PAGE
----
It's Prime Time to Fish for Spring-Run Chinook Salmon

Where to catch the season’s first run of salmon—and a meal fit for a king
Langdon Cook  |   March 2014   |  FROM THE PRINT EDITION
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Fisherman love Drano Lake where fat salmon take a break during their migration. Inset: cleaning a spring king on the banks of the Columbia River

March is the time to plan a pilgrimage in honor of Northwest royalty. Spring-run chinook salmon—known as spring kings, or springers—are pushing up the lower Columbia River right now, headed for spawning grounds and hatcheries upstream. Like other salmon species, they won’t spawn until the fall—nor will they feed—which means these early-returning fish must have ample fat reserves to survive until it’s time to reproduce. Fat equals flavor, and many chefs consider our Northwest spring chinook to be the tastiest of all salmon.

Local Native American tribes have revered spring kings for thousands of years. Variations on the First Salmon Ceremony are held across the region annually, with ritual singing, dancing and feasting to celebrate this gift from the ocean. Last year in mid-April, I attended one of these ceremonies at the Celilo (Wyam) Longhouse (open to the public) near The Dalles in the Columbia River Gorge (about a four-hour drive from Seattle), then chowed down with tribal members at what was by far the biggest salmon barbecue I’d ever seen. Stacks of fish, some the size of golf bags, were filleted and placed side by side on enormous outdoor grills, and the line of hungry guests snaked around the longhouse for 50 yards or more. A few weeks later, I returned with a friend to catch my own.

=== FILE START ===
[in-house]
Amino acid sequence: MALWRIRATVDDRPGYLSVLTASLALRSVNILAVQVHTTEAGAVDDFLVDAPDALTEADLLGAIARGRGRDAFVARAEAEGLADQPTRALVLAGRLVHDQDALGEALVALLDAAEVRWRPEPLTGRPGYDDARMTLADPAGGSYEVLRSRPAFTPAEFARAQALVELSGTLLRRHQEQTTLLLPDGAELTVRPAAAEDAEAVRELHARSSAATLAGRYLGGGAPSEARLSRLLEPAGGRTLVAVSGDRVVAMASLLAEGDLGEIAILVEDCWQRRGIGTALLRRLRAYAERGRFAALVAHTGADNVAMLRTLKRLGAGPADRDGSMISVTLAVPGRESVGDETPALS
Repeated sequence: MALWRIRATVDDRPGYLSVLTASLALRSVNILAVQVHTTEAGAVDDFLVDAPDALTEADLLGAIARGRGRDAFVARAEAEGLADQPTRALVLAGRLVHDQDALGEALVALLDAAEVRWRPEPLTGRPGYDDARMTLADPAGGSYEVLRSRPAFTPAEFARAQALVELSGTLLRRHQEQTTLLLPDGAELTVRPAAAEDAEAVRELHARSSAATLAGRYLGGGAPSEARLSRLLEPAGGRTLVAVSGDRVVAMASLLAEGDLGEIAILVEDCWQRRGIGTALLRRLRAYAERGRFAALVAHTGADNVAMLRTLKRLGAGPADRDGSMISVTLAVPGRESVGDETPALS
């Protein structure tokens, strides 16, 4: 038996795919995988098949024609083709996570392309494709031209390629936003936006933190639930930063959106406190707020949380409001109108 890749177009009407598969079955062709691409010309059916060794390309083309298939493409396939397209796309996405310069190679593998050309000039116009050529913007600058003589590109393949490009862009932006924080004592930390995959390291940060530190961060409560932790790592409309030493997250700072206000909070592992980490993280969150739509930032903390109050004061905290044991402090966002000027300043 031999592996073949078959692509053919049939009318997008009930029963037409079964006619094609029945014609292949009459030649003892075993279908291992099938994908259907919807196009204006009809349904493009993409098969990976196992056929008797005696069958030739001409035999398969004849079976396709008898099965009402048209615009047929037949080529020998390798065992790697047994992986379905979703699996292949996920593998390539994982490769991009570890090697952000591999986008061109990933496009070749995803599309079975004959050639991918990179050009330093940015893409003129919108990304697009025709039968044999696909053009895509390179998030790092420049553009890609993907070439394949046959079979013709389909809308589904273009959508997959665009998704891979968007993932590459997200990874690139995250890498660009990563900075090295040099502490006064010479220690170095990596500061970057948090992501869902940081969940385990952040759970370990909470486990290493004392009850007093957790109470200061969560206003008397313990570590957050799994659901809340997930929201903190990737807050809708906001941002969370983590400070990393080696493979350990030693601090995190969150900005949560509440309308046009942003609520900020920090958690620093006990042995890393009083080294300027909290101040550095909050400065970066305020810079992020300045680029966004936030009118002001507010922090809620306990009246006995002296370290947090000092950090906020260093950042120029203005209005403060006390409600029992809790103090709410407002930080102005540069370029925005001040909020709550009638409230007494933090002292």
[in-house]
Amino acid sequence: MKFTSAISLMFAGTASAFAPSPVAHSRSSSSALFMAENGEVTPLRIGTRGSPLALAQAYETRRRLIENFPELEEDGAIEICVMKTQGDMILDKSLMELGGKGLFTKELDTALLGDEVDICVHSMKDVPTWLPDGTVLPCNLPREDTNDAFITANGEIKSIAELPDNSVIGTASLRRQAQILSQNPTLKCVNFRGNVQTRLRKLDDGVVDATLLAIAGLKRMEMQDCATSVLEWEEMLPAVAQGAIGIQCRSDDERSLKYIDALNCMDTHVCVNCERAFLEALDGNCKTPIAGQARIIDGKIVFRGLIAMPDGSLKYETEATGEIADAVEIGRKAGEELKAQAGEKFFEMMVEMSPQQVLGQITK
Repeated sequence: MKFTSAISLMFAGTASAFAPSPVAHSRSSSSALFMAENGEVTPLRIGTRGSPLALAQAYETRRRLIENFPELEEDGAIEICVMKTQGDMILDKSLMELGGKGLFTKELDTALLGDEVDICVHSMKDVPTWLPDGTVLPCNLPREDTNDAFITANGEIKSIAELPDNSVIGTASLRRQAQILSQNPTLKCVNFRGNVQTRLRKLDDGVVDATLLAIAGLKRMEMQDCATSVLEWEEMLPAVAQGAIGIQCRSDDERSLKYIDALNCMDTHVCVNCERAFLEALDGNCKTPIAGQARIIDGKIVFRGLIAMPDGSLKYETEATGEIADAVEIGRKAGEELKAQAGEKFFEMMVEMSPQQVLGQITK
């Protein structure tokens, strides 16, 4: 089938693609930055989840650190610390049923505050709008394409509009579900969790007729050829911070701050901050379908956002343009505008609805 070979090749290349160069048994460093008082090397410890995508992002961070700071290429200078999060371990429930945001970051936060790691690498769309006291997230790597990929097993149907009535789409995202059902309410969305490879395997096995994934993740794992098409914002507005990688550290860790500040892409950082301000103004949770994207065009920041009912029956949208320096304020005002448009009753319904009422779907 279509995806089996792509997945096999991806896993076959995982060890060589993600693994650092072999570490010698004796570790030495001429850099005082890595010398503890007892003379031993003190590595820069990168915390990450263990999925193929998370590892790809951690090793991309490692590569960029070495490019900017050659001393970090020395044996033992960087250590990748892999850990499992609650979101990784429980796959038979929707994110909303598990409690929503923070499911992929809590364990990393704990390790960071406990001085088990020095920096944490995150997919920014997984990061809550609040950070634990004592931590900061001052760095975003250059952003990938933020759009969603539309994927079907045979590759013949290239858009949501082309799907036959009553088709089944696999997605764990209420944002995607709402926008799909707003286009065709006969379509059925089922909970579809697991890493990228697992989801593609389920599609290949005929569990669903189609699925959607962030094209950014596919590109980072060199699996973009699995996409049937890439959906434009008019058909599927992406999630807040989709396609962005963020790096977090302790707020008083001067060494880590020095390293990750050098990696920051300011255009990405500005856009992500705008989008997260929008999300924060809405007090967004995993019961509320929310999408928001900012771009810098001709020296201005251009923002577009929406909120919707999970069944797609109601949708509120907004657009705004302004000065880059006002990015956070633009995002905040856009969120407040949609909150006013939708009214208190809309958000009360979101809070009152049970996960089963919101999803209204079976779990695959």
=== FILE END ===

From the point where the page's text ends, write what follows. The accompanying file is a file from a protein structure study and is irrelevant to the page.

Our guide picked us up in his jet boat just before dawn. (Unless you have your own boat and are familiar with this fishery, you’ll want a guide.) It was the first week in May, and fish counts at Bonneville Dam, 40 miles east of Portland, suggested a big pulse of spring chinook had just passed Cascade Locks on its way upriver. We pulled plugs—orange-and-green lures called Mag Lips that dive and wiggle erratically underwater, eliciting territorial strikes from the nonfeeding salmon—until first light and then joined the many boats circling the outlet of Drano Lake, where migrating fish funnel into a narrow channel.

Drano isn’t technically a lake. Located at the mouth of the Little White Salmon River and created by fill left over from the construction of Bonneville Dam, this arm of the Columbia is protected from the river’s main current and acts like a giant back eddy. Fish drink in the cold, highly oxygenated water of the tributary stream and take a breather. It’s a popular salmon and steelhead fishing spot—so popular that you might find yourself squeezed into a traffic jam of boats. Nevertheless, it’s a good place to waylay a slab-sided chinook.

The fishing wasn’t lights out on this particular day, but my friend and I each went home with a fish of about 12 pounds. The next morning there was a text waiting on my phone: “Best salmon ever,” reported my fishing partner. The flesh of a spring king is deep red with an orange hue. It’s loaded with omega-3 fatty acids, and whether grilled, broiled or pan-fried, the meat is rich and succulent. There’s no need to get fancy—just brush on a little olive oil, season with salt and pepper, and toss the fillets on the grill. Then give thanks for a royal feast.

Click here for Langdon Cook's salmon head curry recipe.